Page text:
My tip – you need to be fully aware of what is going on in the company, and be prepared to challenge anything you think isn’t right.  Pleading ignorance or just going along with the other directors does not excuse you from your duty of independent judgement. All directors are treated equally. You must have the confidence to speak your mind and expect to be listened to. 

4. To exercise reasonable care, skill, and diligence

Company directors must exercise reasonable care, skill, and diligence whilst carrying out all functions of the role.  That means that you are expected to have the general knowledge, skill and experience that could be reasonably expected of somebody who has been appointed to carry out the functions of a director within your company.  Appointments should not be made purely based on your name or reputation.

My tip – again, ignorance is not an excuse. If you are feeling out of your depth, ask for help and make sure you are constantly learning and improving your skills.  

5. To avoid conflicts of interest

Company directors must avoid or manage all situations in which they have, or may have, conflicts of interest that could affect their objectivity and loyalty to the company. Examples of such conflicts of interest include:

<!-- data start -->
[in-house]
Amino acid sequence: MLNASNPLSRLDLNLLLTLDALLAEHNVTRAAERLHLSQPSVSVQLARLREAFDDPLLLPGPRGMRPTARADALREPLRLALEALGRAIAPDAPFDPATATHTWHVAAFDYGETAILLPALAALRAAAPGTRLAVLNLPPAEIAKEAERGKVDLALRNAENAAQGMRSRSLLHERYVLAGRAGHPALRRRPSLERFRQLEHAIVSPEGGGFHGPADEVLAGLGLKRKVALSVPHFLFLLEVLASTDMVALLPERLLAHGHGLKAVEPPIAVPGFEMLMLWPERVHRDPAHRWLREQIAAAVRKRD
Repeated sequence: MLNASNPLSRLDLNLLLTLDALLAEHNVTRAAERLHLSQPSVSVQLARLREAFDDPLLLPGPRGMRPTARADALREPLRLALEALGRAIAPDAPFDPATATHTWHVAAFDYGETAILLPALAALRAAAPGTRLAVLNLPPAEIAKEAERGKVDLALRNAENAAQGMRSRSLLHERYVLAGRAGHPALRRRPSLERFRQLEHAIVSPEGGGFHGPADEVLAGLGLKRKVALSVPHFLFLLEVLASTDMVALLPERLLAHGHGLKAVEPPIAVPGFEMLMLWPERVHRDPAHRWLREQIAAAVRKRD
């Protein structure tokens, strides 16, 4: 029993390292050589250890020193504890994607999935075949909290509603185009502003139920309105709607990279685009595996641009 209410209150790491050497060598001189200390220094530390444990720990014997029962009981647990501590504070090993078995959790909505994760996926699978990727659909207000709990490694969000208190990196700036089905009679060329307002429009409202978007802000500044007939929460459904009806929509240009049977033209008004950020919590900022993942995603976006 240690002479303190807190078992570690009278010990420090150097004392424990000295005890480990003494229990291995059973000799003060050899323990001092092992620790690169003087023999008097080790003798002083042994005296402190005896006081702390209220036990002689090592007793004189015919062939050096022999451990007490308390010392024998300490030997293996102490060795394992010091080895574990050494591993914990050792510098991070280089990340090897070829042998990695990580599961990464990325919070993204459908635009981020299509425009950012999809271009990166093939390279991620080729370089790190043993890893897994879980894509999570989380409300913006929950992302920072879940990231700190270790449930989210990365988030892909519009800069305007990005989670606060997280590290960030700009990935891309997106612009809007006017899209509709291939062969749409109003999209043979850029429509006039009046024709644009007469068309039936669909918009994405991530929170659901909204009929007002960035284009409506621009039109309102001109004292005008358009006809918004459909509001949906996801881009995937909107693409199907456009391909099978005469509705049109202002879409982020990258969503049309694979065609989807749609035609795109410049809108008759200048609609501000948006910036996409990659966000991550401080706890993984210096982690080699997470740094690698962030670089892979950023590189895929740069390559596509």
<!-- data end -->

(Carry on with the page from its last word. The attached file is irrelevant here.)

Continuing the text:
• Holding an advisory position (e.g. as consultant or accountant) in a firm that is a competitor of the company;
  • Acting as a director and/or holding majority shares in a company that is, or could be, affected by the activities of the company (e.g. a supplier, client, or competitor of the company);
  • Other business or personal relationships with individuals or other entities that are, or could be, affected by the activities of the company;
  • Taking advantage, for your own personal gain, of property, information, or opportunities belonging to the company, even if the company does not take advantage of these opportunities.

My tip – this one should be easy for you to comply with if you are stepping up, as you will unlikely be in a position of conflict.  But if you do have any potential conflict, then you have a duty to inform the board and the shareholders.  They may see it as insignificant and allow it.  But make sure you get this decision recorded in the board minutes, for future reference. 

6. To refuse to accept benefits from third parties

A director must not accept any benefits from third parties that are given because he/she is a director, or as a result of them doing (or refraining from doing) anything in their role as director.  In this context, the Companies Act 2006 defines ‘third parties’ as:

“a person other than the company, an associated body corporate, or a person acting on behalf of the company or an associated body corporate.”